Canadian daily National Post reports on the nomination of Steven Guilbeault, a former Greenpeace activist, as the country's new Environment minister. He had been arrested in 2001 for scaling Toronto's CN Tower to unfurl a banner for Greenpeace, which he left in 2008.


Chinese students now required to learn to think like Xi Jinping

"Xi Jinping Thought" ideas on socialism have been spreading across the country since 2017. But now, Beijing is going one step further by making them part of the curriculum, from the elementary level all the way up to university, reports Maximilian Kalkhof in German daily Die Welt.

🇨🇳 It's important to strengthen the "determination to listen to and follow the party." Also, teaching materials should "cultivate patriotic feelings." So say the new guidelines issued by the Chinese Ministry of Education. The goal is to help Chinese students develop more "Marxist beliefs," and for that, the government wants its national curriculum to include "Xi Jinping Thought," the ideas, namely, of China's current leader. Behind this word jam is a plan to consolidate the power of the nation, the party and Xi himself.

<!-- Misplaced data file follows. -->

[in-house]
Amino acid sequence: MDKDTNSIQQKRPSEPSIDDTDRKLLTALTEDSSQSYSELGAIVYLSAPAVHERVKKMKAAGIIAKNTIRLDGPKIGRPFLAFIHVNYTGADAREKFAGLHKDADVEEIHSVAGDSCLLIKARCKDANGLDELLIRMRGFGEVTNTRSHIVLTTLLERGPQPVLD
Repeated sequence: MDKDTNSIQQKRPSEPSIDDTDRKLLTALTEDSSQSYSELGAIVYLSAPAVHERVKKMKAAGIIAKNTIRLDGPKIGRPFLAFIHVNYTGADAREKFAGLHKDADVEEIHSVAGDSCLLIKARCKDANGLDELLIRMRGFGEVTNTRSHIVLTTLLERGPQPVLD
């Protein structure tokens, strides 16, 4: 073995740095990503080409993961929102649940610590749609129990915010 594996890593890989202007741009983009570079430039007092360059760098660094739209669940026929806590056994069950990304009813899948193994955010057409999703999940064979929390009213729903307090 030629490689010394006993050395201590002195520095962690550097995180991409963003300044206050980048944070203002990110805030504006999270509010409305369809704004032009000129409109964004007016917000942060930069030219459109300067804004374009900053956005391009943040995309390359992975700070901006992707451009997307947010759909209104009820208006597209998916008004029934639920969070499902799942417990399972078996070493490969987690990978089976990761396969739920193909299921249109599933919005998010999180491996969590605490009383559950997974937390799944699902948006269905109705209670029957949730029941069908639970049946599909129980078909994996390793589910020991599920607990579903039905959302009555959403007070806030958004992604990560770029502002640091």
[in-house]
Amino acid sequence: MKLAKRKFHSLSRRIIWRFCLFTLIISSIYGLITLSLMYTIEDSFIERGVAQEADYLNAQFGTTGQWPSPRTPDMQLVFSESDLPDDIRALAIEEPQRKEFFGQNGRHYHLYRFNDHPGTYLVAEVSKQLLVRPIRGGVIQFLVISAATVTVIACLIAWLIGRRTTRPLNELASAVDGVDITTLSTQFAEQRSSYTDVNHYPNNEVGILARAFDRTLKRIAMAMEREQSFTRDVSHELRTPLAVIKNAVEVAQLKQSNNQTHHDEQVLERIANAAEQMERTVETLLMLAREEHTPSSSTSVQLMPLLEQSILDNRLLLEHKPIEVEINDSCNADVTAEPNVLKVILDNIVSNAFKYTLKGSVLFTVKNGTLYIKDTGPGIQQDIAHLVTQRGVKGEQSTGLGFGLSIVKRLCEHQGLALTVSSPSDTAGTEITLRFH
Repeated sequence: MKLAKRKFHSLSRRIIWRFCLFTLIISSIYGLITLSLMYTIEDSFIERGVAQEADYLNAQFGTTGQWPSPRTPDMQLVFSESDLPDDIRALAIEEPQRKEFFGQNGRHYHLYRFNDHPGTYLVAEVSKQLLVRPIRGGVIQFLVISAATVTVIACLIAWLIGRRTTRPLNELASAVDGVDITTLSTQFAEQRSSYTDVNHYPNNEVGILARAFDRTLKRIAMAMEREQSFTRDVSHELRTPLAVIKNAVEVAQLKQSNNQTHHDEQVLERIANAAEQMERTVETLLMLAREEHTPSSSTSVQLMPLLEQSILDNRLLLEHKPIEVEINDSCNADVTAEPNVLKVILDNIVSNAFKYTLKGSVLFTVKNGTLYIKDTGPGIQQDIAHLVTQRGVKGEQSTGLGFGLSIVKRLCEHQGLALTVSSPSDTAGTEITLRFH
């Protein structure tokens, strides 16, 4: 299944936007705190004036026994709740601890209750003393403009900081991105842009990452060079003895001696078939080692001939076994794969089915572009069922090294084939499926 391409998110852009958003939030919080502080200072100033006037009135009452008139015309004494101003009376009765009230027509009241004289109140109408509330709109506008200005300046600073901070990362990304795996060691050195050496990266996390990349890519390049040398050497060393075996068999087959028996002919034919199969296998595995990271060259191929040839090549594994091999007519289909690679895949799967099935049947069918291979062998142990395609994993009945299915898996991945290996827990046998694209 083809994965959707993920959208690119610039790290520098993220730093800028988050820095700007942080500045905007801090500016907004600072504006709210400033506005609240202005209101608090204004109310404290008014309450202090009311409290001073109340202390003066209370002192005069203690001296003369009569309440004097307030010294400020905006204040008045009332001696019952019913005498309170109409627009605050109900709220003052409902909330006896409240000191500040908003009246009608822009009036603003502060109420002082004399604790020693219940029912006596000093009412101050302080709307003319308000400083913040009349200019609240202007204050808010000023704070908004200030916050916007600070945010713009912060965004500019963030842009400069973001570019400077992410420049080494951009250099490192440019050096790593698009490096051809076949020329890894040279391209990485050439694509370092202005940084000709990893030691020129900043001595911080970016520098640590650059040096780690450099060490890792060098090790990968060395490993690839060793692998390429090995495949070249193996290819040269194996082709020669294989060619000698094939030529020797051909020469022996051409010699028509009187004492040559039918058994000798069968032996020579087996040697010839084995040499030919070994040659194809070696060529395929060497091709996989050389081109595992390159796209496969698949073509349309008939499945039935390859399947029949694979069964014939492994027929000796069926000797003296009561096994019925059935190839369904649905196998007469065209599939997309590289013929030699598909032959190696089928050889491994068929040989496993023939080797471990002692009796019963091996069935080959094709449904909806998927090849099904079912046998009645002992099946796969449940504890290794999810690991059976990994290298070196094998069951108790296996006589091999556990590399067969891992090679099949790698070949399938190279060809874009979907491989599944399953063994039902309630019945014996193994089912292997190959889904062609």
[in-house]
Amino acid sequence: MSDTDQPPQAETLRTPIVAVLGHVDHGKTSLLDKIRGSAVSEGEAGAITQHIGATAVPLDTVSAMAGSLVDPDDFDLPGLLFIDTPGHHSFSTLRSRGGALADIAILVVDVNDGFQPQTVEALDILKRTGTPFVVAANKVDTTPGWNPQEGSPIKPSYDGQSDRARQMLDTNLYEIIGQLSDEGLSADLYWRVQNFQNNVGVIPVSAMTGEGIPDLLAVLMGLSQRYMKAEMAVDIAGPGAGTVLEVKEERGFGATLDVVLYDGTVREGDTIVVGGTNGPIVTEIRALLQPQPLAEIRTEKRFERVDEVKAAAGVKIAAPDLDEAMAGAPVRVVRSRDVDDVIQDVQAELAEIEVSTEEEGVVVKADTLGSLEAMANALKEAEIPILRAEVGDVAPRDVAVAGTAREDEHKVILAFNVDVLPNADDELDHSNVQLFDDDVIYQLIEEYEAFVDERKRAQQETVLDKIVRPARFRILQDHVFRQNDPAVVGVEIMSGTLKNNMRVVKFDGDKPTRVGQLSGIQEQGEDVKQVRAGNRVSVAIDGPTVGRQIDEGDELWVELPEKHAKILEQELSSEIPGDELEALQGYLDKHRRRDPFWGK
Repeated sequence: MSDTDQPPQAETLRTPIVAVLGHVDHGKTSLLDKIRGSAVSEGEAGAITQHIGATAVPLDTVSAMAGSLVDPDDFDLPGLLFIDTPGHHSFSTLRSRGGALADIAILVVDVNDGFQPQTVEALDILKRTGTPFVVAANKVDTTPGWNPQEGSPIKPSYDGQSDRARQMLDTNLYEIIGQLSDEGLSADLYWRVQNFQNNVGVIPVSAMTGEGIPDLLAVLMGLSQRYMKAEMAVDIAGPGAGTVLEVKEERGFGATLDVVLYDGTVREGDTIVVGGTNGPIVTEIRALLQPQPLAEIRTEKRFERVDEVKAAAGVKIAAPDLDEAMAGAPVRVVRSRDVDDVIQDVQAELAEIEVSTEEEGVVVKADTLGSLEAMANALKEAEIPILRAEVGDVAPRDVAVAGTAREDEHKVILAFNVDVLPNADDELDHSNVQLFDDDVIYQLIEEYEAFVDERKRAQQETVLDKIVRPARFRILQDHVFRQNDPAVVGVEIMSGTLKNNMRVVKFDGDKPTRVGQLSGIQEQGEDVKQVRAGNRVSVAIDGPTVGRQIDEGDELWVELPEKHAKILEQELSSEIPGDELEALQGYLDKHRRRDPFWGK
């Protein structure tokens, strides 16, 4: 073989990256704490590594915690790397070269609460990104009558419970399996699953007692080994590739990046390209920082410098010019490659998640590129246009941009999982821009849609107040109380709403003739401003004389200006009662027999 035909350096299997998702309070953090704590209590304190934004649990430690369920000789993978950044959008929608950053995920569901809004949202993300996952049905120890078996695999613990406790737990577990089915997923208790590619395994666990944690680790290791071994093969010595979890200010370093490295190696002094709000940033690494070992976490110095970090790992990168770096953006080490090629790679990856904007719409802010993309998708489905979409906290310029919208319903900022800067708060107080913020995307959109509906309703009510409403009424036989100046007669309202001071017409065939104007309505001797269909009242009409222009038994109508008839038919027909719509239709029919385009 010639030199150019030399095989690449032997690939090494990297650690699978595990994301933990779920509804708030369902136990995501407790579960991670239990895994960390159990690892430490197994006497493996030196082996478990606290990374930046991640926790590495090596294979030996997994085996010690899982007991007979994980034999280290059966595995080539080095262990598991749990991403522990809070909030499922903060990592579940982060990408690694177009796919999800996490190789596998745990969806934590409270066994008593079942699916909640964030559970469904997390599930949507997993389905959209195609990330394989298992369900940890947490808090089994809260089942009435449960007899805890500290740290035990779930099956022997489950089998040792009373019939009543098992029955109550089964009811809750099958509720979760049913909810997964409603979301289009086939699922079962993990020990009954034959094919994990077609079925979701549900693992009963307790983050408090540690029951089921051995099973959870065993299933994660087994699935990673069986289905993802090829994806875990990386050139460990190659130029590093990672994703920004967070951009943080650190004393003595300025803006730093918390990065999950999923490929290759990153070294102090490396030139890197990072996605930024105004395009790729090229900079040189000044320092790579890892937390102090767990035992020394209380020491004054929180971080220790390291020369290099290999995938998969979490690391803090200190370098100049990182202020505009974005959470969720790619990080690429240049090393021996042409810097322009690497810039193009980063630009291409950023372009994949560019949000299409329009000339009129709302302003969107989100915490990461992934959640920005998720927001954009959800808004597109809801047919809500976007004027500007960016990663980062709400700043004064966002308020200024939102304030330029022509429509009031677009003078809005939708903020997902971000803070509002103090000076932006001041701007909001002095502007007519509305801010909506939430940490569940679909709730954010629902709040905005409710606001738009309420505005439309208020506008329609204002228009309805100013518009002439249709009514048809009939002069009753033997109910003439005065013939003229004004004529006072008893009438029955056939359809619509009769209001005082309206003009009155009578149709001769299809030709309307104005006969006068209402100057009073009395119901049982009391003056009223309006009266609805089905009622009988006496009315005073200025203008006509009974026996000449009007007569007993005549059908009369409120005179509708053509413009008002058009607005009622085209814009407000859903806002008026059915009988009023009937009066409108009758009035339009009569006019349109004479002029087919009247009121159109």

📚 Starting in September, the country's 300 million students have had to study the doctrine, from elementary school into university. And in some cities, even that doesn't seem to be enough. Shanghai announced that its students from third to fifth grade would only take final exams in mathematics and Chinese, de facto deleting English as an examination subject. Beijing, in the meantime, announced that it would ban the use of unauthorized foreign textbooks in elementary and middle schools.